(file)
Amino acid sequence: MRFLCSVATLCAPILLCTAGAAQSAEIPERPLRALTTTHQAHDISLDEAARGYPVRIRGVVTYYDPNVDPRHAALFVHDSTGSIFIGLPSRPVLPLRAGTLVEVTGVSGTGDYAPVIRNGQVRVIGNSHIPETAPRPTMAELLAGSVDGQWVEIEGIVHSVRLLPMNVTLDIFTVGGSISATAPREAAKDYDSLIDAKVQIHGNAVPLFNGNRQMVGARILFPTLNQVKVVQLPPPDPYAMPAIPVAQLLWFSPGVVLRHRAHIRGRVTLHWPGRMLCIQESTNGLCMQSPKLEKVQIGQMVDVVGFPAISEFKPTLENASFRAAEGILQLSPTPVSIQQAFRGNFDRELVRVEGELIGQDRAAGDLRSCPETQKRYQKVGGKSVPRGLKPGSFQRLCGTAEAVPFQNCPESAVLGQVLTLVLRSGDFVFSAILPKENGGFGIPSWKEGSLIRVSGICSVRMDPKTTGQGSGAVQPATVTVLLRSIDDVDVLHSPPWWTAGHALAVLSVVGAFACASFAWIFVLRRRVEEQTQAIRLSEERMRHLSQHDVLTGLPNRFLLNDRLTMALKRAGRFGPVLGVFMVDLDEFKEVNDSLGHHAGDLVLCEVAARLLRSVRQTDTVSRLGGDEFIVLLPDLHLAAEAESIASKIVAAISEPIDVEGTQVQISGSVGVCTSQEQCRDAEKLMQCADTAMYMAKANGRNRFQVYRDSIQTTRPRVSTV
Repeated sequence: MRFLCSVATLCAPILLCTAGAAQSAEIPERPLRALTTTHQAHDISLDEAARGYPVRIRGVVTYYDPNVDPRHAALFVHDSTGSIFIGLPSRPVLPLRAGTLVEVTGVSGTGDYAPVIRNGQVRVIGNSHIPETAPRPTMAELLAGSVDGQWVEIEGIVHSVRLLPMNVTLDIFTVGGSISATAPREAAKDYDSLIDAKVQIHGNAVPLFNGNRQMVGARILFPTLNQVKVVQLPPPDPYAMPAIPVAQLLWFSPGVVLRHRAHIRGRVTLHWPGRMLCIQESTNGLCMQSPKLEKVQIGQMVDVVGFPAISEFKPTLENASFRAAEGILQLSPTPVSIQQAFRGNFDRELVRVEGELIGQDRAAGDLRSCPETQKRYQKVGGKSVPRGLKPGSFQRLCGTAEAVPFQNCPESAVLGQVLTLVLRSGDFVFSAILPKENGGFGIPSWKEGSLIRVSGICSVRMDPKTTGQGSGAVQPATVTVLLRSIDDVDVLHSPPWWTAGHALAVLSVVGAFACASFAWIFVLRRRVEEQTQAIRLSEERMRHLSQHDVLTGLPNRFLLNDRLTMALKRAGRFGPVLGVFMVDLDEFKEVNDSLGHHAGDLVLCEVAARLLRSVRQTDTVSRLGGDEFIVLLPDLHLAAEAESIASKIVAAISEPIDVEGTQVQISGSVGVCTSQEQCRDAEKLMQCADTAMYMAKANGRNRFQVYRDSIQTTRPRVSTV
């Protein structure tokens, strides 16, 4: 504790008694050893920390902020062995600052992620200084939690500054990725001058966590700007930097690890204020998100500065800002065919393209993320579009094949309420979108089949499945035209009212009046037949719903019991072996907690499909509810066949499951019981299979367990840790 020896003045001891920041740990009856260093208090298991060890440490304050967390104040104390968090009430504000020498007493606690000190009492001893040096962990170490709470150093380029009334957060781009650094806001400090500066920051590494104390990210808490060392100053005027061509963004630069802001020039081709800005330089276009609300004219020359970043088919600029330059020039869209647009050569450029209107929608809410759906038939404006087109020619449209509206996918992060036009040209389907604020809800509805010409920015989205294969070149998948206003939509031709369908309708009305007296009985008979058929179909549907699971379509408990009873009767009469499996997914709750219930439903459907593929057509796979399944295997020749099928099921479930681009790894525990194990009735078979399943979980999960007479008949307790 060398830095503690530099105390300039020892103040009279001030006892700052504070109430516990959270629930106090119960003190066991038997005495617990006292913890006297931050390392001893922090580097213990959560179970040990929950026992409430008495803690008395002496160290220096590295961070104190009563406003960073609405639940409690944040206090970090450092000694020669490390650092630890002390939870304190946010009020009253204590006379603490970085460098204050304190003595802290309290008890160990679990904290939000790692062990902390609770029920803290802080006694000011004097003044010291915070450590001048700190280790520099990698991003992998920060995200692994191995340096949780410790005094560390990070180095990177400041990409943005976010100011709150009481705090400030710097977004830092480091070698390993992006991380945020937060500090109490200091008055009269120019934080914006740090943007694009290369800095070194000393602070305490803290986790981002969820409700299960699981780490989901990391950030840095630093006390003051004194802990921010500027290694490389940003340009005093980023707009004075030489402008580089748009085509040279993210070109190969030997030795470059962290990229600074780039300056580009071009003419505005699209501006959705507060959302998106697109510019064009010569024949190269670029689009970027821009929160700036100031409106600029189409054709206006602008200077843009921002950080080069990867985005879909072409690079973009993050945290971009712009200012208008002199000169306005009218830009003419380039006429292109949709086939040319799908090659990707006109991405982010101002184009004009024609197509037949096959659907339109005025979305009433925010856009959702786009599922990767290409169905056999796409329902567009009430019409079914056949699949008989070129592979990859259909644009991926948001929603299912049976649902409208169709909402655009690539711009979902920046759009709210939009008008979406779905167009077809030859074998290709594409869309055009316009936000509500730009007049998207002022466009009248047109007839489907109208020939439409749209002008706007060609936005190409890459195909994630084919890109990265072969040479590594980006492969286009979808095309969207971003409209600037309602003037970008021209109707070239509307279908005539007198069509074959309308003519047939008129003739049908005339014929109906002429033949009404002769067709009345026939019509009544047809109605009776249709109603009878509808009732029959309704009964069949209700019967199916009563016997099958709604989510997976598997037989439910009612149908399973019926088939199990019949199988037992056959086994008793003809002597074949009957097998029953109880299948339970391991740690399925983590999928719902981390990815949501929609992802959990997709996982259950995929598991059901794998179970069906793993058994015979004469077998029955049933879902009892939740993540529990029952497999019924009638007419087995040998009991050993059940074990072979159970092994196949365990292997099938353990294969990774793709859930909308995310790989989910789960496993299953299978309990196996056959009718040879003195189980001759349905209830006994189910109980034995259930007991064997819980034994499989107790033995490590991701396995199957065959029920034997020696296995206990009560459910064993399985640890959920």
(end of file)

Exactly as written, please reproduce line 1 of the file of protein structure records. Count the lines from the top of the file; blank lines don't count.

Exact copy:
Amino acid sequence: MRFLCSVATLCAPILLCTAGAAQSAEIPERPLRALTTTHQAHDISLDEAARGYPVRIRGVVTYYDPNVDPRHAALFVHDSTGSIFIGLPSRPVLPLRAGTLVEVTGVSGTGDYAPVIRNGQVRVIGNSHIPETAPRPTMAELLAGSVDGQWVEIEGIVHSVRLLPMNVTLDIFTVGGSISATAPREAAKDYDSLIDAKVQIHGNAVPLFNGNRQMVGARILFPTLNQVKVVQLPPPDPYAMPAIPVAQLLWFSPGVVLRHRAHIRGRVTLHWPGRMLCIQESTNGLCMQSPKLEKVQIGQMVDVVGFPAISEFKPTLENASFRAAEGILQLSPTPVSIQQAFRGNFDRELVRVEGELIGQDRAAGDLRSCPETQKRYQKVGGKSVPRGLKPGSFQRLCGTAEAVPFQNCPESAVLGQVLTLVLRSGDFVFSAILPKENGGFGIPSWKEGSLIRVSGICSVRMDPKTTGQGSGAVQPATVTVLLRSIDDVDVLHSPPWWTAGHALAVLSVVGAFACASFAWIFVLRRRVEEQTQAIRLSEERMRHLSQHDVLTGLPNRFLLNDRLTMALKRAGRFGPVLGVFMVDLDEFKEVNDSLGHHAGDLVLCEVAARLLRSVRQTDTVSRLGGDEFIVLLPDLHLAAEAESIASKIVAAISEPIDVEGTQVQISGSVGVCTSQEQCRDAEKLMQCADTAMYMAKANGRNRFQVYRDSIQTTRPRVSTV